Despite the fact that I am definitely NOT your typical LOGO channel viewer, I recently discovered the reality television series RuPaul’s Drag Race. It’s Project Runway meets America’s Next Top Model except RuPaul is everything Tyra should EVER hope to aspire to be! (meow!)
I discovered the show at about the fourth episode and fortunately, LOGO is loving this show as much as I am, so the entire season has been replayed LIBERALLY and quickly filled up my DVR when I set it to “record all episodes at any time on this channel.”
In what may qualify as child abuse in the Midwest (but not in Florida where bestiality is still legal -as long as the animal in question doesn’t exhibit distress over the violation), I allowed my 14 year old son to watch the Drag on a Dime episode with me.
My two older children remember exactly where they were the first time they saw RuPaul in all her glory. Somehow, my youngest didn’t know who this 6’4″ supermodel of the world was until he joined me in watching the show.
Thus the title of this blog post… because my son had a REALLY hard time wrapping his brain around exactly WHAT RuPaul and the other lovely drag queens were all about.
One question was, “Do they wish they were born with women’s bodies?”
My answer, “No, sweetie. There is definitely the “change the make and model” option via surgery which is covered in GRAPHIC detail in an episode of South Park – but I’m pretty sure than none of these gentleman WANTS to be a woman all day, every day.”
This brings us to the branding/marketing portion of the program.
Branding Lessons from America’s Favorite Drag Queen
The RuPaul “brand” is a study in authenticity which is kind of ironic if you think about it. I mean, I’m touting a DRAG QUEEN as a study in authenticity – but RuPaul has never claimed to be what he appears to be on stage. He admits that he’s a master of illusion!
Because he is such a master of presentation (e.g. hair and makeup) and most importantly “illusion”, he became a spokesperson for MAC cosmetics in 1995. Who better to demonstrate the transformational powers of the right make up than a drag queen?
However, there are several essential branding lessons every business owner can learn from RuPaul – but I think the most important one is:
Be consistent in your presentation and representation of your brand.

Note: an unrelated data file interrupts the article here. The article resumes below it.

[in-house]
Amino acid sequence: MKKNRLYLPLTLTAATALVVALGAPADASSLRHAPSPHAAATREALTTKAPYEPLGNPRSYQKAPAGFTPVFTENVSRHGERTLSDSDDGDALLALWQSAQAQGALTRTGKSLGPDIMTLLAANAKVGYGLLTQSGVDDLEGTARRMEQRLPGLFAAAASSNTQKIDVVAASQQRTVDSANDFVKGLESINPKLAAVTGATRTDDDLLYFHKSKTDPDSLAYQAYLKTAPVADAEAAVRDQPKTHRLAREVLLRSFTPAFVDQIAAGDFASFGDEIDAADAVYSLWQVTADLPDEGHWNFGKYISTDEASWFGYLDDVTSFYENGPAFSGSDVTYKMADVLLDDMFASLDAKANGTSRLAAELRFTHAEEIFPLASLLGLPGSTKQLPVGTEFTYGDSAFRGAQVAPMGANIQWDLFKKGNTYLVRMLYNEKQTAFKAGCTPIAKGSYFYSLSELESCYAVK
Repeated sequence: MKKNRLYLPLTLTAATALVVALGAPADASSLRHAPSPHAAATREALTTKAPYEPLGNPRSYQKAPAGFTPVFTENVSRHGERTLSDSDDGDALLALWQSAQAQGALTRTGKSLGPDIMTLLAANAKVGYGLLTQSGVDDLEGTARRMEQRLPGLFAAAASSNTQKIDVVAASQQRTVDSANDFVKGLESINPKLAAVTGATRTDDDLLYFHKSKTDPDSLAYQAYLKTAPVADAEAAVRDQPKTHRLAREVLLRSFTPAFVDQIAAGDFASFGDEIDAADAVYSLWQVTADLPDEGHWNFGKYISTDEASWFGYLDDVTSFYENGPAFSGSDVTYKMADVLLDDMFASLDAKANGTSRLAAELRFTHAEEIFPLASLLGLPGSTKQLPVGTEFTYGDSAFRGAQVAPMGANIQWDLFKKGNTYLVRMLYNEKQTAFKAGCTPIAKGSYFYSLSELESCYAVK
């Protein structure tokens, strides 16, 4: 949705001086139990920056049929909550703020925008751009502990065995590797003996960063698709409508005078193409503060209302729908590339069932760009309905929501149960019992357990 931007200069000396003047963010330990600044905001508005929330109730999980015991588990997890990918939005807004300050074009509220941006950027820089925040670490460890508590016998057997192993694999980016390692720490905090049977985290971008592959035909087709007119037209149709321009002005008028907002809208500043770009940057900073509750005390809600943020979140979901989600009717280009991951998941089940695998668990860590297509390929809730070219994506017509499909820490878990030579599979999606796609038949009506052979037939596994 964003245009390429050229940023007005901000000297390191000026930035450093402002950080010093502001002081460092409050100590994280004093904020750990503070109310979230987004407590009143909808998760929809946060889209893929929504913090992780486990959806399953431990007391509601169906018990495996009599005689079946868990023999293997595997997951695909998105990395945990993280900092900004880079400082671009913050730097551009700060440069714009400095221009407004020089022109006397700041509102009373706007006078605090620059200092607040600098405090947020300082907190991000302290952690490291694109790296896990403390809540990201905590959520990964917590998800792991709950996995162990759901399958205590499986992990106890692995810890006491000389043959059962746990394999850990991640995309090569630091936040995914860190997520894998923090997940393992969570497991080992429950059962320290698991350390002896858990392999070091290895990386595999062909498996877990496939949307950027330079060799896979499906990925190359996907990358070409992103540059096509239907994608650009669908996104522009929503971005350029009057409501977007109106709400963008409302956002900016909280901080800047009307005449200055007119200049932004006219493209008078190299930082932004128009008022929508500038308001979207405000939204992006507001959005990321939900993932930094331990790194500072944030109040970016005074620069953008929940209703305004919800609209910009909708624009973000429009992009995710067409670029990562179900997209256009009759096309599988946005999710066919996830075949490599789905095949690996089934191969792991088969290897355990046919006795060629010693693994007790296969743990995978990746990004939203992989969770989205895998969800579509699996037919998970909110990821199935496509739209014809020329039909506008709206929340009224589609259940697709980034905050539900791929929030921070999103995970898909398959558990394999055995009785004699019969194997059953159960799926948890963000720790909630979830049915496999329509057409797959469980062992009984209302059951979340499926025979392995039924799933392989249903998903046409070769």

RuPaul has NEVER denied being a man in a drag. Love it – hate it – he is what he is.
He’s a 6’4″ tall black drag queen sporting a platinum wig. Take one look at him and you won’t be surprised when he opens his mouth and out spills something outrageous! Mac cosmetics didn’t have to wonder if he would appeal to the middle aged housewife in the Midwest when they chose him as their spokeswoman – because that wasn’t the audience with whom he was supposed to connect! He was voted Queen of Manhattan in 1990. Mac wanted the ultimate urban socialite and they saw that in RuPaul.
As you peruse RuPaul’s site (click on the image above- it goes there) – you’ll notice that MOST of the time, RuPaul is in character and most of the time he’s in character, he’s sporting a platinum blond wig. He may be wearing some of the most AMAZING fashions – but his “look” never deviates.
Since the “real” RuPaul is bald, I don’t know his natural hair color but I’m pretty sure from his complexion that platinum blond is NOT what grows out of his head (or any other part) naturally. He has complete control over his hair color – yet he almost always chooses to portray his character with platinum blond hair.
RuPaul COULD choose to appear with a dazzling and ever changing array of hair colors -yet he chooses only one most of the time. RuPaul has found a look that “works” and he’s stuck with it.
By choosing a look and sticking with it, RuPaul doesn’t have to “explain” himself and his brand over and over!
A HUGE problem many business owners encounter when it comes to “branding” and “advertising” is that they often get tired of a campaign at precisely the moment when the brand or the campaign is starting to make an impact on their audience.
If RuPaul were following the path of America’s largest retailer – he would have traded in his blond wig (a.k.a. fired his ad agency) of 20 years and “revamped” his image. In my opinion, RuPaul trading in his platinum wig for a more sensible “brunette” is the moral equivalent of Walmart dumping the little smiley face guy.
RuPaul could choose a new hair color – WHY WOULD HE?
The blond wig WORKS so why change it?
The same question can be asked of companies large and small. Walmart isn’t the only huge company to suffer from this affliction. From “new Coke” to the “new US Army” – why oh why change something that is WORKING?
If you follow local advertising – you’ll see examples of local businesses who change their branding on an almost daily basis – to the point of not HAVING a single cohesive branding thread upon which to hang a marketing message.
In the end, RuPaul has been very deliberate and equally consistent in crafting and delivering his own unique “brand” of entertainment. The clothes change, but the character doesn’t.
If a drag queen who can change her hair color as quickly and easily as she changes her shoes can stick with a consistent hair color for more than 2 decades – why would your business want to change it’s branding essentials?
If your branding is broken – fix it! However, just because you “can” doesn’t mean you SHOULD. It could be that what’s broken is NOT the marketing – but something else.
Find out BEFORE you start fixing something that used to work!